Security Experts:

Google Steps Up Fight on Spam in Chrome Web Store

Google this week announced a new set of rules for its Chrome Web Store, meant to ensure that developers don’t spam users with extensions that have similar functionality.

The Chrome Web Store has been available since 2011, offering a total of more than 200.000 browser extensions that allow users to easily customize their browsing experience in Chrome.

Just as with other application storefronts, Chrome Web Store too was the target of cybercriminals looking to leverage it for malware distribution or for other malicious purposes.

The increase in extension adoption has resulted in spammers and fraudsters submitting to the marketplace low-quality and misleading extensions and tricking users into installing them, in an attempt to make a quick profit.

“We want to ensure that the path of a user discovering an extension from the Chrome Web Store is clear and informative and not muddled with copycats, misleading functionalities or fake reviews and ratings,” Google says.

To make sure it can eliminate low-quality extensions and duplicates from the store, the Internet giant has updated its spam policy, so as to prevent developers and affiliates from publishing multiple extensions offering the same experiences or functionality.

What’s more, Google now requires that extensions do not have “misleading, improperly formatted, non-descriptive, irrelevant, excessive, or inappropriate metadata.” Such information includes the extension description and developer name, along with title, icon, and screenshots.

“Developers must provide a clear and well-written description. Unattributed or anonymous user testimonials in the app's description are also not allowed,” Google says.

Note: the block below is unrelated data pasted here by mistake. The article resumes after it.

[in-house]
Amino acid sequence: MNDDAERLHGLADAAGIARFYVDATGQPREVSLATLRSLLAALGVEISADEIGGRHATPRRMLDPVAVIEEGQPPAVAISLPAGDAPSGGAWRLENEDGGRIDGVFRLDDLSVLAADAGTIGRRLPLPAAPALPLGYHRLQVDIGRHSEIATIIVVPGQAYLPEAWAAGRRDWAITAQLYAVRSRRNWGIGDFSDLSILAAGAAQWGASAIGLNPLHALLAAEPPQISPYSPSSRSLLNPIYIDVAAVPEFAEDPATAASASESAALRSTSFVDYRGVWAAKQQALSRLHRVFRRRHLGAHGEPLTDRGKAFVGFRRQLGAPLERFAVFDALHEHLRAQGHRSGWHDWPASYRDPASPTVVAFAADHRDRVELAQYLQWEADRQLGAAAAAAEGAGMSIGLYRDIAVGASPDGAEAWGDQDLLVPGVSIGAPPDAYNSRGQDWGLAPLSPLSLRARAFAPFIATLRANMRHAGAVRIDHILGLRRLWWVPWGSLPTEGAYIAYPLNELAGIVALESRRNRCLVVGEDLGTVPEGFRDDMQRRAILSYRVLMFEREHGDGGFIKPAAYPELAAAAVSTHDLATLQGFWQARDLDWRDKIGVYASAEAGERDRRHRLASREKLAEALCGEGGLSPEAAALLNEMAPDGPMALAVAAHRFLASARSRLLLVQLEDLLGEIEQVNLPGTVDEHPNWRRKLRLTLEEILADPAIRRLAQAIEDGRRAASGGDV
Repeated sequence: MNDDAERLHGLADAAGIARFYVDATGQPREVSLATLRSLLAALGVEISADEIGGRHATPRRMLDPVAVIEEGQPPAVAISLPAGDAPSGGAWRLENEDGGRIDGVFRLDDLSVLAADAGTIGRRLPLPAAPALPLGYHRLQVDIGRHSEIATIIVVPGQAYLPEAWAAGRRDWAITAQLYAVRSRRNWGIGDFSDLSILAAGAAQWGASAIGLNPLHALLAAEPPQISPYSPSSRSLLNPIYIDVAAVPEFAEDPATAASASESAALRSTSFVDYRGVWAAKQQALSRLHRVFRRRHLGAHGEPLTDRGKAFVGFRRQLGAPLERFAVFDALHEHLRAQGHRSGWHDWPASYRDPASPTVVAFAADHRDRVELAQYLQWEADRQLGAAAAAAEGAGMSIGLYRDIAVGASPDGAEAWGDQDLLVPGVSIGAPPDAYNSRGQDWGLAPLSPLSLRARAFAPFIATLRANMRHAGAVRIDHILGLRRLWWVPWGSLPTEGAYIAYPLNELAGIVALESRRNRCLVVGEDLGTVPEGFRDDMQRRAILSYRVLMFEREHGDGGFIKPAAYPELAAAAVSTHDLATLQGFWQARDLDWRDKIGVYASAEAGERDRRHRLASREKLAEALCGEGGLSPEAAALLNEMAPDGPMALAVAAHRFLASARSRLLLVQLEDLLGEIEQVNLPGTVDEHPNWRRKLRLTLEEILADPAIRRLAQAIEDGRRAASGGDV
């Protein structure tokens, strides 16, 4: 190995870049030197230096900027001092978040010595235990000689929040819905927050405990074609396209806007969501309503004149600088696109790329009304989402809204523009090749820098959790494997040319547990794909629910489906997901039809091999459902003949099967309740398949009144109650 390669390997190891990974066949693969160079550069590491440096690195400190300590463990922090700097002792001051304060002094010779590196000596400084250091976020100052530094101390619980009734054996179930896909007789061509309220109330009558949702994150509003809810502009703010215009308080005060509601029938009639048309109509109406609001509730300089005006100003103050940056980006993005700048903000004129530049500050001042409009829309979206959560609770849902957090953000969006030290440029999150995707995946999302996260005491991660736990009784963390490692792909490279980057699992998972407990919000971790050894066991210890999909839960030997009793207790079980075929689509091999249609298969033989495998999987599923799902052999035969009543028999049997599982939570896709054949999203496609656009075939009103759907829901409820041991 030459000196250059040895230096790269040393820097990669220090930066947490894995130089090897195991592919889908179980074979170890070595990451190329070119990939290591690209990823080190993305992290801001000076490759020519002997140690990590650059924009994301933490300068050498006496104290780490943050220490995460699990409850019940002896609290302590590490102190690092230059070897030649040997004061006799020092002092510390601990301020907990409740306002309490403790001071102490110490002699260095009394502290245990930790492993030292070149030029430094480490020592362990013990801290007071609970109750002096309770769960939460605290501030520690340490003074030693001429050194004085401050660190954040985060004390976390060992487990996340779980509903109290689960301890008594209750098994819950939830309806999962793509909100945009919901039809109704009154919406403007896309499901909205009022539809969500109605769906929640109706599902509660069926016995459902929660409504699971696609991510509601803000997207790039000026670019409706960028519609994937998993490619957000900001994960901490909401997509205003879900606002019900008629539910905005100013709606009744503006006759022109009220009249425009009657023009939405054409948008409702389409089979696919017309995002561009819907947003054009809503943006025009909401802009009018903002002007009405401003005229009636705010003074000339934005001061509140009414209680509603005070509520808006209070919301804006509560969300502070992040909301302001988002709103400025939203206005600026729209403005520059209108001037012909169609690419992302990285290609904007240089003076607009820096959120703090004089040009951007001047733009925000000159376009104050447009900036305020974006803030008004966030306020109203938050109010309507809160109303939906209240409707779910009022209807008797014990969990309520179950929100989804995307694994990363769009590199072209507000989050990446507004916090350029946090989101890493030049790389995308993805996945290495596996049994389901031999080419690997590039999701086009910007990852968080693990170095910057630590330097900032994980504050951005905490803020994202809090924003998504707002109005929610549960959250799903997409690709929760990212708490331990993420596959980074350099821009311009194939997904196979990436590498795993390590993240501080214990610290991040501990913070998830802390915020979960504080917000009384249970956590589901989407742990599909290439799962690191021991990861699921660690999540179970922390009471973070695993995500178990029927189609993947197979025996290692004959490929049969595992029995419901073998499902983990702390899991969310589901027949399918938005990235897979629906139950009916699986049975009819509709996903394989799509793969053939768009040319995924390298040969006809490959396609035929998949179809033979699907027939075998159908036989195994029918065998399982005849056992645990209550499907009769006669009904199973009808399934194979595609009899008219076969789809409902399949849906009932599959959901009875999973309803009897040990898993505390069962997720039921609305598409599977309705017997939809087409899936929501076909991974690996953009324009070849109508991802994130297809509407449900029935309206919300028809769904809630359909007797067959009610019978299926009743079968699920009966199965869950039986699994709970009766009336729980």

The updated policy also notes that developers should not attempt to manipulate the placement of extensions through illegitimately inflating product ratings, reviews, or installs counts.

The company is also banning extensions meant to install or launch another app, theme, webpage, or extension, as well as those that impact users’ browsing experiences by delivering spam, ads, promotions, phishing attempts, or unwanted messages.

“Extensions that send messages on behalf of the user without giving the user the ability to confirm the content and intended recipients are also not allowed,” Google says.

The new policy has been published in the updated Developer Program Policies and developers are required to comply by August 27, 2020. Past that deadline, all extensions that violate the updated rules will be taken down and disabled.

Related: Google Axes 500 Chrome Extensions Exfiltrating User Data

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Related: New Service From Cisco's Duo Labs Analyzes Chrome Extensions

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